Poverty Grinds Down LGBT Equality

Marriage equality is on a roll, while at the same time our freedoms and economic well being are more at risk than ever. But how can we be at risk after such an amazing year? The Supreme Court struck down both DOMA and "Don't Ask Don't Tell."

We are at risk because in the very moment we were celebrating the Supreme Court decisions for lesbian, gay, bisexual and transgender (LGBT) people, the Court gutted the 1965 Voting Rights Act. Partisan district gerrymandering ensued along racial and political lines. Disabling the Voting Rights Act is working hand-in-glove with the 2010 Supreme Court decision to allow corporations to fund campaigns. Bill Moyers documented this confluence of power in North Carolina where wealthy interests targeted districts to sweep power from the hands of citizens and into the hands of the wealthy.

This strategy is bi-partisan. The New York Times reported "Republicans or Democrats control both the legislature and the governor's office in 36 states, the most in 60 years." Both parties are working hard to control state legislatures and governorships. At the national level, economic safeguards are on the chopping block with unemployment benefits and early childhood education already reduced through the sequester and "compromise" budget efforts. More is coming, and it will impact you based on who you are.

Poverty is connected to whom you love, your gender, race and age. Half of Black children living with a parent who is Black and gay are living in poverty, according to data from updated Williams Institute research. Another survey of over 6,000 transgender and gender non-conforming people revealed they are four times as likely to live in a household with an income under $10,000 according to the National Center for Transgender Equality.

With so many LGBT people suffering from income inequality, poverty is an LGBT concern. Marriage equality brings a landslide of privileges and economic benefits to a family -- but if the family is living on minimum wage, they probably cannot even afford a marriage license.

In my time as the head of Metropolitan Community Churches (MCC), with congregations around the globe that accept and affirm people regardless of their sexual orientation or gender identity, I have seen so many people who suffer economically and spiritually from small-minded people.

I took in a seventeen-year-old foster kid when I was a very young pastor. He had been kicked out of his foster home because he was gay. He worked in a fast food restaurant because I really could not afford to feed him. In those days, there were few social workers or foster parents who could converse reasonably about kids who were LGBT, so I could not be his official placement. I could only offer a safe place to sleep on my couch as he worked hard to finish school and to support himself.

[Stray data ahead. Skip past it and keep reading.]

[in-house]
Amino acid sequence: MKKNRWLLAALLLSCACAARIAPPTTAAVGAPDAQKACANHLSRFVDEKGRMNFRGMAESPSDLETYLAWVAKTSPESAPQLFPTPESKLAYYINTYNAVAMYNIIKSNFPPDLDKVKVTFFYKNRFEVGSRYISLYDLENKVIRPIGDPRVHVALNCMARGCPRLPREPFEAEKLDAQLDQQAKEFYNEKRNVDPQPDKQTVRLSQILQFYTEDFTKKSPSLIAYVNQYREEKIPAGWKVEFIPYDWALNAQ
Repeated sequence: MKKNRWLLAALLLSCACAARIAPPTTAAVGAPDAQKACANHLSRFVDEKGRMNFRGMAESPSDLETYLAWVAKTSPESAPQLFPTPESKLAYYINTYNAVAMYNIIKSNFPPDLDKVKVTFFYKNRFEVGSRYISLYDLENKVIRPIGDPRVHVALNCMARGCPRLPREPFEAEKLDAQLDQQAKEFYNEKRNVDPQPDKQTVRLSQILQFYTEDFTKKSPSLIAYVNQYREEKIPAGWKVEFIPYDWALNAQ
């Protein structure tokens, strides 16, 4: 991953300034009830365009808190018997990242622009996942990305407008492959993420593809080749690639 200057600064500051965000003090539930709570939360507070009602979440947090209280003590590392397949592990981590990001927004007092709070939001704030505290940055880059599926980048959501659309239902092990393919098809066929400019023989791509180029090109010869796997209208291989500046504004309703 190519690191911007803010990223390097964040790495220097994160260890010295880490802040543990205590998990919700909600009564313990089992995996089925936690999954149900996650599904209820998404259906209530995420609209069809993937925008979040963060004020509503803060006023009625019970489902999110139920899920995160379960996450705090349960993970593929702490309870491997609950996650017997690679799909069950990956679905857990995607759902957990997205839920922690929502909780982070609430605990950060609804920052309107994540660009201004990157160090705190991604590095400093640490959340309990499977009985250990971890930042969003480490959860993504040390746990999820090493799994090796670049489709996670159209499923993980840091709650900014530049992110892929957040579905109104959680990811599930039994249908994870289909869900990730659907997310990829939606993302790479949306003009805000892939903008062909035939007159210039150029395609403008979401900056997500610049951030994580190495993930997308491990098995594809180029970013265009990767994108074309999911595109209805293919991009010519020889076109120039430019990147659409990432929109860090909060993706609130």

Those who do not have anyone to intervene can end up homeless. I have known many young people and adults in homeless shelters who were terrified that someone would harass or assault them if they found out they were LGBT.

Today, Sylvia's Place houses homeless teens in New York's Metropolitan Community Church, but we need such shelters in cities across this country. Churches and LGBT organizations must connect with LGBT young people and adults who are affected by poverty.

Employment discrimination is still legal in many states until the Employment Non-Discrimination Act (ENDA) is released from Congressman Boehner's committee in the House of Representatives. We need ENDA because we know that laws and government programs do work to protect vulnerable populations.

For example, the United States recently marked the 50th Anniversary of the War on Poverty. Cynics say the war was lost, but a closer look reveals that the programs kept millions of children, seniors and our most vulnerable citizens out of soul-grinding poverty. Success was in spite of constant political resistance from conservatives and wealthy people who make the rules.

We make a difference. Government policies make a difference.

So let's think big! Let's mobilize this massive network of people who care!
  • For-profit prisons (many have official guarantees to fill their beds) must be stopped.

This may seem like a long list. There are times when I look at the political and economic machinations of the powerful and wonder if there is hope. The disparities between rich and poor today are as bad as at any time in history. There have never been so few so rich and so many so poor.

As a person of faith and a Christian, I believe the teachings of Jesus unquestionably support the lives of the poor. Jesus was not a consultant to the bejeweled ruling class, he was a savior for the common person to whom he said, "Blessed are you who are poor, for you shall inherit the kingdom of God." (Luke 6:20) He told his followers to feed and clothe those in need. He told them to visit them in prison as if each person was Jesus himself. (Matthew 25:31-46)

For those of you, who don't identify with Christianity, look to your own faith or spirituality or moral values; you need nothing more than a basic belief in fairness to begin your work. Stand up and fight for the poor. Why? Because many of them are working two or more jobs and don't have time to fight for themselves.